By AEPF Working Group, Stiftung Asienhaus, May 2, 2016
The current situations of the labour movements in Asia and Europe are very different, but they are intimately connected. Over the last decades, capital has shifted production to Asia, creating new centres of production and large new working classes in China or Southeast Asia, whilst de-industrialising large parts of Europe.
In Asia, workers’ rights are often ignored by authoritarian regimes of various hues and activists can only organize in semi-legal conditions, giving rise to new forms of militant struggles. In Europe, de-investment and austerity regimes, precarisation and the rise of right wing movements and regimes place new challenges to the labour movement.
When government representatives meet at the ASEM meeting in Ulaan Baatar, their agenda will be shaped by business interests. In their vision of “development” centered on the free movement of capital, “free” trade, and growth, workers rights play a marginal role at best. Freely roaming capital and the shift of investment to low wage countries serve to shift the balance of power more firmly towards capital, while national governments facilitate and promote the flexibilisation and precarisation of work.
Meanwhile, global production networks mean that workers are connected in new and very direct ways between Europe and Asia. For the labour movement as a whole, successful struggles by the new proletariats in Asia are immensely important, as are strategies against austerity and for alternative development trajectories in Europe.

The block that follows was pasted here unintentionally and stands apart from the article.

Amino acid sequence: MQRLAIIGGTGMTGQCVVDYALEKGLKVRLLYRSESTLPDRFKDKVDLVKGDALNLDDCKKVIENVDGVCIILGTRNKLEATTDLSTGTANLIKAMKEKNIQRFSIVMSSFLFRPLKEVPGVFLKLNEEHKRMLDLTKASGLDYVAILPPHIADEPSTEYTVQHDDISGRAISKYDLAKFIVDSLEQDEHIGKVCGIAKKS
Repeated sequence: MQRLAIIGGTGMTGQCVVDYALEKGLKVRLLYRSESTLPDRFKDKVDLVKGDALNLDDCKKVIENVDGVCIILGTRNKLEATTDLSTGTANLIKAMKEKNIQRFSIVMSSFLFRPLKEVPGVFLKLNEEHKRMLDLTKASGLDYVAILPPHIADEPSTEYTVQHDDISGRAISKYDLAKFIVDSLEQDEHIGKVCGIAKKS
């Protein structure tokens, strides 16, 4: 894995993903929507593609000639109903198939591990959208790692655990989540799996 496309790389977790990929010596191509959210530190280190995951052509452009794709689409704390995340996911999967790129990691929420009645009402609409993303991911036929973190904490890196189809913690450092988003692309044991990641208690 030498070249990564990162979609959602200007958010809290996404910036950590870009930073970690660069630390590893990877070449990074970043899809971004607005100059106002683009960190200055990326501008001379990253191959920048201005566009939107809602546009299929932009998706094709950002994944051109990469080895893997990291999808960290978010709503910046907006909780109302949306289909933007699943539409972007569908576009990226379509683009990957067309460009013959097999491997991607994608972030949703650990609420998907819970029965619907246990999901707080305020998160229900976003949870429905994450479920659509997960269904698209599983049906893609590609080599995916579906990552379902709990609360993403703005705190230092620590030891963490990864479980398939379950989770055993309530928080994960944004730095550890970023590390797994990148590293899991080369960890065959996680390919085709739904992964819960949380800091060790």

The AEPF meeting in Mongolia and the AEPF process in general is an opportunity for labour activists to learn from each other’s struggles and to develop ideas for labour solidarity between Europe and Asia. European activists have a lot to learn from semi-legal organizing strategies and militant wild cat strikes in Asia, or from organizing in the ‘informal’ sector, whilst Asian activists will be interested in recent experiences of generalizing labour struggles against austerity agendas, particularly in Southern Europe. Labour movements in both continents face similar challenges of precarious work, different forms of repression by capital and governments, the rise of nationalist movements etc. For the labour movement in Europe, successful struggles in the new industrial centers in Asia will be immensely important to stop the downward spiral in wages and social standards.
New forms of labour solidarity are needed. But labour is still trailing behind capital in forging concrete links between the two continents. In particular, transnational organizing along global production networks is still in its infancy. By connecting labour activists from Europe and Asia, we hope the AEPF process will contribute to creating concrete transnational solidarity networks that we need so much.